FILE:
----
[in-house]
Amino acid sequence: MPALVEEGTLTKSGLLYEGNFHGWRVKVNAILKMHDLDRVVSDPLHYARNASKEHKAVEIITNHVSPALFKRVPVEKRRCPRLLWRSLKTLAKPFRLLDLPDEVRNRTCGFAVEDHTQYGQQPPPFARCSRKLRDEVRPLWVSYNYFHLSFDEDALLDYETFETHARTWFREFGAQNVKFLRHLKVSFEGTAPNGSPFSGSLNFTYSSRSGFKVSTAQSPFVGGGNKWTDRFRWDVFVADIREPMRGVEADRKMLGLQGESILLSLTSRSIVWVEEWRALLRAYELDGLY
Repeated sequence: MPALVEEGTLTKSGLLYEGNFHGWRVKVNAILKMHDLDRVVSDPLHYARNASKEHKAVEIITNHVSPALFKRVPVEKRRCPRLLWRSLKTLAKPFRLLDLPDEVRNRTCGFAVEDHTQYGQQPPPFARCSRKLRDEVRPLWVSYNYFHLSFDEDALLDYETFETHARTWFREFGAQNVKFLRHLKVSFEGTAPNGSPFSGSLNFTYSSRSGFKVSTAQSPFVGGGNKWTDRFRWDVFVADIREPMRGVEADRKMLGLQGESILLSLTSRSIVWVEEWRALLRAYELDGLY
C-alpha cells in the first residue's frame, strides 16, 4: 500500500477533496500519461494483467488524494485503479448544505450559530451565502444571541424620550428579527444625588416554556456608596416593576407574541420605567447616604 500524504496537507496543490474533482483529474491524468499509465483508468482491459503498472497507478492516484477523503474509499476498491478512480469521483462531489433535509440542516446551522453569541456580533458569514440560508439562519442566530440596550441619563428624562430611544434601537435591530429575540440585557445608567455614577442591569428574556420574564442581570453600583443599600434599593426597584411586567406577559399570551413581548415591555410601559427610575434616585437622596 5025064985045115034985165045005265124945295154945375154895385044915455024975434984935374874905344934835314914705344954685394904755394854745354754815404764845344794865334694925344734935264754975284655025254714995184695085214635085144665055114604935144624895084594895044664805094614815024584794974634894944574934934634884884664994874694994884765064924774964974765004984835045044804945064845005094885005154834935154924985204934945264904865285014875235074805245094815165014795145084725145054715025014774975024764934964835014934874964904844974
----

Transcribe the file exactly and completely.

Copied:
[in-house]
Amino acid sequence: MPALVEEGTLTKSGLLYEGNFHGWRVKVNAILKMHDLDRVVSDPLHYARNASKEHKAVEIITNHVSPALFKRVPVEKRRCPRLLWRSLKTLAKPFRLLDLPDEVRNRTCGFAVEDHTQYGQQPPPFARCSRKLRDEVRPLWVSYNYFHLSFDEDALLDYETFETHARTWFREFGAQNVKFLRHLKVSFEGTAPNGSPFSGSLNFTYSSRSGFKVSTAQSPFVGGGNKWTDRFRWDVFVADIREPMRGVEADRKMLGLQGESILLSLTSRSIVWVEEWRALLRAYELDGLY
Repeated sequence: MPALVEEGTLTKSGLLYEGNFHGWRVKVNAILKMHDLDRVVSDPLHYARNASKEHKAVEIITNHVSPALFKRVPVEKRRCPRLLWRSLKTLAKPFRLLDLPDEVRNRTCGFAVEDHTQYGQQPPPFARCSRKLRDEVRPLWVSYNYFHLSFDEDALLDYETFETHARTWFREFGAQNVKFLRHLKVSFEGTAPNGSPFSGSLNFTYSSRSGFKVSTAQSPFVGGGNKWTDRFRWDVFVADIREPMRGVEADRKMLGLQGESILLSLTSRSIVWVEEWRALLRAYELDGLY
C-alpha cells in the first residue's frame, strides 16, 4: 500500500477533496500519461494483467488524494485503479448544505450559530451565502444571541424620550428579527444625588416554556456608596416593576407574541420605567447616604 500524504496537507496543490474533482483529474491524468499509465483508468482491459503498472497507478492516484477523503474509499476498491478512480469521483462531489433535509440542516446551522453569541456580533458569514440560508439562519442566530440596550441619563428624562430611544434601537435591530429575540440585557445608567455614577442591569428574556420574564442581570453600583443599600434599593426597584411586567406577559399570551413581548415591555410601559427610575434616585437622596 5025064985045115034985165045005265124945295154945375154895385044915455024975434984935374874905344934835314914705344954685394904755394854745354754815404764845344794865334694925344734935264754975284655025254714995184695085214635085144665055114604935144624895084594895044664805094614815024584794974634894944574934934634884884664994874694994884765064924774964974765004984835045044804945064845005094885005154834935154924985204934945264904865285014875235074805245094815165014795145084725145054715025014774975024764934964835014934874964904844974